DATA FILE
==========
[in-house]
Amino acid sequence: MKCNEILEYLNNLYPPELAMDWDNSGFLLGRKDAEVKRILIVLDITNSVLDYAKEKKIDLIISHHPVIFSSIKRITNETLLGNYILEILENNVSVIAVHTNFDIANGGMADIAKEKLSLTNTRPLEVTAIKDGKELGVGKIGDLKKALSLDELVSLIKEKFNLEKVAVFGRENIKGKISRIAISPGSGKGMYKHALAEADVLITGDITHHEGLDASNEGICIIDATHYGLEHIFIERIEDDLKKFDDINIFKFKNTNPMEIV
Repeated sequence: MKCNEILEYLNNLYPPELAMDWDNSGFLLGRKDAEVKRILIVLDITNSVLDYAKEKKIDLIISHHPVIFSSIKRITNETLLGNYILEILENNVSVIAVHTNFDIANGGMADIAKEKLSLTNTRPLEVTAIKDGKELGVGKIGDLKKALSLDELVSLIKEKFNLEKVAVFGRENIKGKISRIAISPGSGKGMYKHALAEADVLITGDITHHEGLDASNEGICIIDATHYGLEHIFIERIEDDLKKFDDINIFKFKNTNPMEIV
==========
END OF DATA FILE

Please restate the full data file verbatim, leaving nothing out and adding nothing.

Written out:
[in-house]
Amino acid sequence: MKCNEILEYLNNLYPPELAMDWDNSGFLLGRKDAEVKRILIVLDITNSVLDYAKEKKIDLIISHHPVIFSSIKRITNETLLGNYILEILENNVSVIAVHTNFDIANGGMADIAKEKLSLTNTRPLEVTAIKDGKELGVGKIGDLKKALSLDELVSLIKEKFNLEKVAVFGRENIKGKISRIAISPGSGKGMYKHALAEADVLITGDITHHEGLDASNEGICIIDATHYGLEHIFIERIEDDLKKFDDINIFKFKNTNPMEIV
Repeated sequence: MKCNEILEYLNNLYPPELAMDWDNSGFLLGRKDAEVKRILIVLDITNSVLDYAKEKKIDLIISHHPVIFSSIKRITNETLLGNYILEILENNVSVIAVHTNFDIANGGMADIAKEKLSLTNTRPLEVTAIKDGKELGVGKIGDLKKALSLDELVSLIKEKFNLEKVAVFGRENIKGKISRIAISPGSGKGMYKHALAEADVLITGDITHHEGLDASNEGICIIDATHYGLEHIFIERIEDDLKKFDDINIFKFKNTNPMEIV